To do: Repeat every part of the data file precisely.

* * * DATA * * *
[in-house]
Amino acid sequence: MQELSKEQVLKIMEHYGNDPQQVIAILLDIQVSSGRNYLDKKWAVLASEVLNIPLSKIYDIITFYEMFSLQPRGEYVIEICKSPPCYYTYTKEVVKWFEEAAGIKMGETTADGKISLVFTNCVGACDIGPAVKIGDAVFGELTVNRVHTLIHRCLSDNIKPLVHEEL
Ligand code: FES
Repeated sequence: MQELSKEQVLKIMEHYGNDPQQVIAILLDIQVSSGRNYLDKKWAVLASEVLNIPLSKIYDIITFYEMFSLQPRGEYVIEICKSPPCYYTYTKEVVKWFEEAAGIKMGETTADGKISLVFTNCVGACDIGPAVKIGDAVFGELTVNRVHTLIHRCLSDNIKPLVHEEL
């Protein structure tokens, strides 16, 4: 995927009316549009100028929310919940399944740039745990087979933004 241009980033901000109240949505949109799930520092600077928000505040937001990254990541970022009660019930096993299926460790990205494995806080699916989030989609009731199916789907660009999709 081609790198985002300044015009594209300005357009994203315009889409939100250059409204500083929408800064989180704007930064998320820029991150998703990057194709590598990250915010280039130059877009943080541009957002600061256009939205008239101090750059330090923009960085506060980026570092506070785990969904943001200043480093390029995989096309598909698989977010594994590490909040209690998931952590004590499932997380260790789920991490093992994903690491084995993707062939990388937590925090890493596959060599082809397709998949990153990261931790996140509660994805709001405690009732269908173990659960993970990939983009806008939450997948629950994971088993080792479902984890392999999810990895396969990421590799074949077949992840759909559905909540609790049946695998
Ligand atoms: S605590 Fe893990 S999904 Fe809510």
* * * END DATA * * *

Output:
[in-house]
Amino acid sequence: MQELSKEQVLKIMEHYGNDPQQVIAILLDIQVSSGRNYLDKKWAVLASEVLNIPLSKIYDIITFYEMFSLQPRGEYVIEICKSPPCYYTYTKEVVKWFEEAAGIKMGETTADGKISLVFTNCVGACDIGPAVKIGDAVFGELTVNRVHTLIHRCLSDNIKPLVHEEL
Ligand code: FES
Repeated sequence: MQELSKEQVLKIMEHYGNDPQQVIAILLDIQVSSGRNYLDKKWAVLASEVLNIPLSKIYDIITFYEMFSLQPRGEYVIEICKSPPCYYTYTKEVVKWFEEAAGIKMGETTADGKISLVFTNCVGACDIGPAVKIGDAVFGELTVNRVHTLIHRCLSDNIKPLVHEEL
């Protein structure tokens, strides 16, 4: 995927009316549009100028929310919940399944740039745990087979933004 241009980033901000109240949505949109799930520092600077928000505040937001990254990541970022009660019930096993299926460790990205494995806080699916989030989609009731199916789907660009999709 081609790198985002300044015009594209300005357009994203315009889409939100250059409204500083929408800064989180704007930064998320820029991150998703990057194709590598990250915010280039130059877009943080541009957002600061256009939205008239101090750059330090923009960085506060980026570092506070785990969904943001200043480093390029995989096309598909698989977010594994590490909040209690998931952590004590499932997380260790789920991490093992994903690491084995993707062939990388937590925090890493596959060599082809397709998949990153990261931790996140509660994805709001405690009732269908173990659960993970990939983009806008939450997948629950994971088993080792479902984890392999999810990895396969990421590799074949077949992840759909559905909540609790049946695998
Ligand atoms: S605590 Fe893990 S999904 Fe809510």